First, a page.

There’s a gentle streak of defensiveness built into the very title of “My Art,” a late-in-the-game debut feature from veteran artist and photographer Laurie Simmons. That possessive adjective acts as a kind of preemptive retort to any accusations of indulgence or inconsequentiality. A seemingly self-reflexive musing on the difficulties and irregular rewards of creating art later in life, Simmons’ petite, personal film makes no claim to a bigger picture: Starring Simmons herself as a solitary New York artist opening her creative process to others over the course of one tranquil rural summer, its wistful, whimsical neuroses aren’t especially universal ones. Short, sour-sweet and content to leave ideas and characters trailing in the summer breeze, “My Art” has evidently been made strictly on Simmons’ terms, however wafty those may be.
Viewers will know within minutes if they’re on the film’s very particular, precious wavelength. After a bright, droll credit sequence that follows 65-year-old artist and Yale lecturer Ellie (Simmons) through a varied series of exhibits — some vibrant, some vapid, though no judgment is passed — at the Whitney Museum, the film’s gaze turns swiftly inward. Ellie meets a former student (Simmons’ daughter Lena Dunham, in a shuffling cameo) and they wearily share their respective artistic plans for the summer, from rural creative retreats to Venice Biennale preparations. “I hope it’s not so overwhelming for you,” Ellie says to the younger woman, and perhaps there’s a streak of irony in the film’s seemingly earnest allusion to such first-world stresses. Perhaps not.
Either way, mellow respite awaits. Ellie, long-divorced and childless, escapes the city and decamps to a lush, plush patch of verdant upstate countryside, having arranged to house-sit for a wealthy friend with only her ailing, ageing and thoroughly winning wire fox terrier Bing for company. The vast, airy manse (actually Simmons’ real-life Connecticut abode) and adjoining barn provides an ideal space for Ellie to break a lengthy artistic hiatus and develop a new video project — a series of classic film reenactments, ranging in inspiration from “Morocco” to “The Misfits” to “A Clockwork Orange,” with no clear thematic throughline beyond the artist’s affection for the originals.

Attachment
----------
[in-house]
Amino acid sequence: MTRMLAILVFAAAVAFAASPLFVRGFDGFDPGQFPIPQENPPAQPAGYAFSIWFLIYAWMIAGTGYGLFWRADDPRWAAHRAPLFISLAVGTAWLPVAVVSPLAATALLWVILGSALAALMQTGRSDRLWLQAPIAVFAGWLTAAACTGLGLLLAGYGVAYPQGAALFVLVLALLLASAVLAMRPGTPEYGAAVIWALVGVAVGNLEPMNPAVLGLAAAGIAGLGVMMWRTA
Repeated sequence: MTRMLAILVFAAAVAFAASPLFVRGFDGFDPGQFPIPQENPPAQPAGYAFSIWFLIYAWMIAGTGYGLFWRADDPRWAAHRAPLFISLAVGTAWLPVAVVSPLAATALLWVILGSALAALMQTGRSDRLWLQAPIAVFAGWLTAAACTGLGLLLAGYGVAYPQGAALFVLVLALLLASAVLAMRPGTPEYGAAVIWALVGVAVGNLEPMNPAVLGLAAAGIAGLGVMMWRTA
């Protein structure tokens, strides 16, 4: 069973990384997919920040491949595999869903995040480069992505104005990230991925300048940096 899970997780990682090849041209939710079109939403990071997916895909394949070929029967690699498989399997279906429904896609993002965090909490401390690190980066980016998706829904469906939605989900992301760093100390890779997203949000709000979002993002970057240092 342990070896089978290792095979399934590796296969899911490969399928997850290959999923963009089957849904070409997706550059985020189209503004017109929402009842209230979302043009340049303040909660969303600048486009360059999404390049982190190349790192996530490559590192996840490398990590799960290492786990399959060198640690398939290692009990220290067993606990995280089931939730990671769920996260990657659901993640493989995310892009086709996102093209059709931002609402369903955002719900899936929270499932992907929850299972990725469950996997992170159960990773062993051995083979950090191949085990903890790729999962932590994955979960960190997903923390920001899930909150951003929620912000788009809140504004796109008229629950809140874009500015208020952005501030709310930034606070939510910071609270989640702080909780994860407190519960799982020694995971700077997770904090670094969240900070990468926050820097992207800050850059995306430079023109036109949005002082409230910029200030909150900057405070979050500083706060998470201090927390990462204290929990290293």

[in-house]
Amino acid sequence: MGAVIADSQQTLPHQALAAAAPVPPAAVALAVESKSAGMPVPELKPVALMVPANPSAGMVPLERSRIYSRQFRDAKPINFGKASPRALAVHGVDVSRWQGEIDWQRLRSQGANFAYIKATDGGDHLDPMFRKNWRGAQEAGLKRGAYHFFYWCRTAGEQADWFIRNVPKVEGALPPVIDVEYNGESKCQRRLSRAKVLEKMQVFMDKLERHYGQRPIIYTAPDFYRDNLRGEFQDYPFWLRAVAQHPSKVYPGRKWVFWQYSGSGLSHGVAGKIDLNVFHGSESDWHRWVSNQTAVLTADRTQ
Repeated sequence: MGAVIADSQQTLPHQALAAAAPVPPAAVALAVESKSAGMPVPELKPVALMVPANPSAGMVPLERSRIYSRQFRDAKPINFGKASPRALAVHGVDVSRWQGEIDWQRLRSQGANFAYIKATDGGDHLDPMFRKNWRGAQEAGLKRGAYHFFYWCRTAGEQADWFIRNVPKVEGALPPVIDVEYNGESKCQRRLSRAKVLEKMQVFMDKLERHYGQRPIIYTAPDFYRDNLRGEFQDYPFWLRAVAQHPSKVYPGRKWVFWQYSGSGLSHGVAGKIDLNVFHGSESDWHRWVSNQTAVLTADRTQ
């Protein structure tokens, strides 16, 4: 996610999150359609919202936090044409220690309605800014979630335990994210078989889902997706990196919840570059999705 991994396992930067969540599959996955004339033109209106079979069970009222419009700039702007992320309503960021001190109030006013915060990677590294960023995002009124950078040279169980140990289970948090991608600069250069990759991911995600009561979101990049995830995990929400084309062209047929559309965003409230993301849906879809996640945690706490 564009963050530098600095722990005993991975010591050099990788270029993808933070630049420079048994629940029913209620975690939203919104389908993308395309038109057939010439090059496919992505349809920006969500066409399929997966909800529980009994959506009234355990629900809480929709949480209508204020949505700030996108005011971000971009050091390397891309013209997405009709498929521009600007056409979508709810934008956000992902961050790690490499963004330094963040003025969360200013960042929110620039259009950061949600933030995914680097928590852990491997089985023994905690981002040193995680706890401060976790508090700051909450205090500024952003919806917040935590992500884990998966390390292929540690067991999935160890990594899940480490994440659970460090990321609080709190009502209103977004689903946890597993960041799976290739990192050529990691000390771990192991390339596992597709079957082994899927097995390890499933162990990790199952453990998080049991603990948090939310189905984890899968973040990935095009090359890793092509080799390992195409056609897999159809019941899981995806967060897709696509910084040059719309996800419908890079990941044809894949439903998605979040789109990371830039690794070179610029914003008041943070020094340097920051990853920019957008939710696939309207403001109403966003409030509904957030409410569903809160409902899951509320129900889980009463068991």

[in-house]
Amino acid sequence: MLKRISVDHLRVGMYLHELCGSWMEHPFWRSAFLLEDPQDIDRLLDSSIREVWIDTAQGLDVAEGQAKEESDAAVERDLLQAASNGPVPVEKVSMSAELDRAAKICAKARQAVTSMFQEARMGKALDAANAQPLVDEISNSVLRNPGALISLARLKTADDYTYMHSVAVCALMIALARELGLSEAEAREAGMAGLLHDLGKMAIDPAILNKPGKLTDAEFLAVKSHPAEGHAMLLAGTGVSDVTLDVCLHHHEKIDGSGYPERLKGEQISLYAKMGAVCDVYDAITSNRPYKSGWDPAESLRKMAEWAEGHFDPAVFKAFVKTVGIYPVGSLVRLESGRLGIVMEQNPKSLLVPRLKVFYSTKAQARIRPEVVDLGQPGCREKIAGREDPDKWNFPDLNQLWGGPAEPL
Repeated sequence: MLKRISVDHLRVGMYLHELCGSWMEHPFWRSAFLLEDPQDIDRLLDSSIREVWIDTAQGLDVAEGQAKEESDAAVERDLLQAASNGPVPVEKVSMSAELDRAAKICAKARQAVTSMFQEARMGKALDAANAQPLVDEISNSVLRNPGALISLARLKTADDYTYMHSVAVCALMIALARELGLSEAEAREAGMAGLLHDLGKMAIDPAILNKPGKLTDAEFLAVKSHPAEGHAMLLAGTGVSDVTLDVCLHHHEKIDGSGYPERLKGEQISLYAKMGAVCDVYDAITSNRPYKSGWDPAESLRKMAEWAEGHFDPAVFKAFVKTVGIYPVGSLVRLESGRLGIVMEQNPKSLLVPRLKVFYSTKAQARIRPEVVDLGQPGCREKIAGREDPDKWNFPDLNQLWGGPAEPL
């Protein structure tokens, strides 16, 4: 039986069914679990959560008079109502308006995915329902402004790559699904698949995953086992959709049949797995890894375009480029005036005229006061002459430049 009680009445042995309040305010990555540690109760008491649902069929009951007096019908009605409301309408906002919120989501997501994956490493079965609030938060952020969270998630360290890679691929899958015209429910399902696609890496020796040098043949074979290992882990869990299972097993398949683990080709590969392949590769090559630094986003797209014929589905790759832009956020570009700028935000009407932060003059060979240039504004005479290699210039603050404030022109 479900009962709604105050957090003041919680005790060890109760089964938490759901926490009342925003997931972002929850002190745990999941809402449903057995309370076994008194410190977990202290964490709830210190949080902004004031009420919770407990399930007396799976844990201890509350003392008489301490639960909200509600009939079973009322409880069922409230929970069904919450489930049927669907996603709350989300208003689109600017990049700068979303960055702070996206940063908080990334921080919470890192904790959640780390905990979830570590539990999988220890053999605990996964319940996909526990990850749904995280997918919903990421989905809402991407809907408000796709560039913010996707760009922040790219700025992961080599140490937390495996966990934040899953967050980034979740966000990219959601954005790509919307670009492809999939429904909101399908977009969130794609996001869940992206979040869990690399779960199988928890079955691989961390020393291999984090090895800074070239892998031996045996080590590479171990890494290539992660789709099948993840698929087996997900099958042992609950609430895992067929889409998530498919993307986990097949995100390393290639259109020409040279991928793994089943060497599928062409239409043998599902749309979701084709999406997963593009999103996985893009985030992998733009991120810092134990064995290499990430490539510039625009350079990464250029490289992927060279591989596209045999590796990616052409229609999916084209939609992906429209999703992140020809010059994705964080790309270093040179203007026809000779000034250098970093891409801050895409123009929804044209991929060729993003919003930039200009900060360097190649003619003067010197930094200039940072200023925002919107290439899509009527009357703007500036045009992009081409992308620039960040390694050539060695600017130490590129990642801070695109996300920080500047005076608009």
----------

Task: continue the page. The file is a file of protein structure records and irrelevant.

But no woman is an island, and so her idiosyncratic project only really snaps to life when collaborators enter the frame, to her surprise and theirs: Frank (Robert Clohessy), the house’s widowed gardener and a former actor, his younger, gawkier colleague Tom (filmmaker Josh Safdie) and flannelly lawyer John (John Rothman), a would-be suitor awkwardly arranged by one of her students. Their various dress-up exercises — seemingly echoing the work of Cindy Sherman with fewer psychosexual hangups — give the film its blithest moments, but Simmons’ slender script falters when it comes even to quick-sketching the relations between these variously disconsolate souls.
Only a low-flame romantic flicker between Ellie and Frank separates itself from the narrative stasis, thanks in part to Clohessy’s fine, quietly aching portrayal of scabbed-over grief. Some peripheral characters are rendered in vaguest watercolor, others in opposingly broad strokes, giving such tony players as Blair Brown and Barbara Sukowa mere crayon shavings to work with. Most disappointingly, Parker Posey’s thankless, two-scene cameo as Tom’s older, hectoring wife makes little sense as portraiture, and scarcely contributes to the porous narrative. Simmons, who played a refracted version of herself in Dunham’s “Tiny Furniture,” hasn’t quite her daughter’s eye and ear for human behavioral minutiae; the very artlessness of “My Art” is what sometimes makes it endearing, but its storytelling could use a few more foundational lines.
What early inklings of art-world satire we detect in “My Art’s” deadpan study of the New York scene prove to be red herrings: This is the work of an artist sincerely devoted to her creative environment, even (or perhaps especially) when it leads her down the odd dead end. Are Ellie’s videos, presented by cinematographer Tom Richmond in a mix of flattening digital pastels and soft-contrast monochrome, an inspired breakthrough or just more artistic stalling? The film’s view, to its credit, isn’t easy to determine. If watching Ellie — or Simmons, though any allusions to autobiography can only be guessed at — navigate her own imagination offers fewer revelations to the viewer than it does the creator, don’t say the title didn’t warn you.